Why you're always cold (or hot) at work
By Laura Morsch
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Is your office too cold, too hot or just right?
As you grab your favorite fleece -- again -- and curse management for banning space heaters, the answer might be easy ... until you look around. As your teeth chatter uncontrollably, the person sitting next to you is typing away, comfortable as can be, in short sleeves.
Glenn Friedman, principal at Taylor Engineering, a Florida-based mechanical design firm, estimates that 72 degrees is a middle-range comfort level for the workplace. A Cornell University study found the optimal office temperature to be about 77 degrees.
But even in offices with optimal thermostats, studies have shown that some employees will still be unhappy.
"If you take the average office environment and you interview people, you'll find about 80 percent of people in a 'comfort range' are comfortable," Friedman says.
This leaves workers facing a baffling question: How can some people in an office feel too hot, and others too cold, when they're sitting right next to each other?
Science behind temperature
Human brains have a thermostat center in the hypothalamus at the base of the brain where automatic body function and regulation takes place, according to Georgianna Donadio, a Boston, Massachusetts, educator and health care provider.
The thyroid gland regulates the body's metabolism. For example, when it is cold outside, the skin registers the change in temperature and stimulates the hypothalamus and thyroid to increase metabolism and create more heat.
But people do not always regulate body temperature in the same say, Donadio says.
Dr. Vicki Rackner, author of "Chicken Soup for the Soul Healthy Living Series: Heart Disease," says some variation in perceived temperature is normal. "Unique biological differences cause every person to have a unique ideal temperature," she says. "We each have a thumbprint about where we thrive."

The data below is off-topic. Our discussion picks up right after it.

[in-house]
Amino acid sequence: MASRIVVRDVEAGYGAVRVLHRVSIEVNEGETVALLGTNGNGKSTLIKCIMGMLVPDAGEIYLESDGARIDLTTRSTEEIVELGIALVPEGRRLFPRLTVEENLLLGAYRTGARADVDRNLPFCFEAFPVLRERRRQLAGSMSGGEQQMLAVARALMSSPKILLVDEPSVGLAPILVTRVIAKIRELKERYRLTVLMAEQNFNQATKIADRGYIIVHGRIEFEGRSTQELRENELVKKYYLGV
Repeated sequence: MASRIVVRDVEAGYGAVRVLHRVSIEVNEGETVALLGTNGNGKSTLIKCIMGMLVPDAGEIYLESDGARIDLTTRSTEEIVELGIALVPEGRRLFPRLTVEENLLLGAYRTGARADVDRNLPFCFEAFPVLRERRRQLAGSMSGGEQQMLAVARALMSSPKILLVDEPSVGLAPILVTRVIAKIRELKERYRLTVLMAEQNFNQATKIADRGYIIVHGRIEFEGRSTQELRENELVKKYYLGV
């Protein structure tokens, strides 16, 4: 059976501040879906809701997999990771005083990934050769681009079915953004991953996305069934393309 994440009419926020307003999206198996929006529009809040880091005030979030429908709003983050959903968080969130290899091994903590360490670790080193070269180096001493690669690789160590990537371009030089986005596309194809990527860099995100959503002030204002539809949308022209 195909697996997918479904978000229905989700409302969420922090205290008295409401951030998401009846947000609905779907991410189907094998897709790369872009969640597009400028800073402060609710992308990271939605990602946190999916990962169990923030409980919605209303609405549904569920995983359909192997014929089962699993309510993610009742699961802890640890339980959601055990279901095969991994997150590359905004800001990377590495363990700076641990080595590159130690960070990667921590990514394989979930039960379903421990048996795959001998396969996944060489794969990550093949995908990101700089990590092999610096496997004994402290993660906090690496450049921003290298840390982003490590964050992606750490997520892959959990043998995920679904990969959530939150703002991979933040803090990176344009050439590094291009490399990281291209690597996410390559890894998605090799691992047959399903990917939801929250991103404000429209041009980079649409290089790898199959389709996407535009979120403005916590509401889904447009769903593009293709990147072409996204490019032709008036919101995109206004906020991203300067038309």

Donadio says a multitude of factors can cause an otherwise healthy person to feel warmer or colder than his or her peers. "The reason why a person is cold is very individual and unique to that person," she says.
Among the factors:Weight: "The more body fat you have, the more insulation you have, so you tend not to be as cold generally," Donadio says.Fitness: The amount of dense muscle an individual has helps the body regulate temperature more efficiently, Donadio says. "There's no question," she says, "that if you want to enhance the overall regulation of your system -- exercise. It's scientifically proven that it's the single most important thing anyone can do for themselves, ever." Diet: People who do not get enough vitamins, minerals, protein, vegetables and other essential nutrients for a healthy metabolism could find themselves feeling tired and cold because their metabolism is not getting the nutrients it needs to work efficiently, Donadio says.Gender: Women are more prone to hypothyroidism than men are, according to Donadio. Hypothyroidism is a condition in which the thyroid works too little and causes the patient to feel cold. Women's body temperatures are also prone to irregularity due to their menstrual cycles and menopause, and women generally have less dense muscle mass than men do, which lowers their average body temperature.Age: According to Donadio, as people age, their hormonal systems may begin to function differently. When they do not produce as many hormones as they once did, they may find themselves feeling colder. Likewise, hormonal surges associated with menopause can cause hot flashes.Stress: Being too tense or uptight in the office could reduce your circulation, making you feel colder, Donadio says.
If you find your office is unbearably hot or cold, don't head immediately to the doctor, Donadio says. Instead, first try some personal reflection.
"If we listen to our bodies, our intuition, we can know why they're not warm or able to adapt to our environment -- and we know what's causing it," she says.
But if there is a sudden or dramatic change in your body temperature, it may signal something more serious, such as a thyroid problem, Rackner says.
"People who always have to wear more layers, for their whole life -- that's probably just who they are," she says. "If they suddenly find they need four more layers, that may mean it's time to go in and see the doctor."
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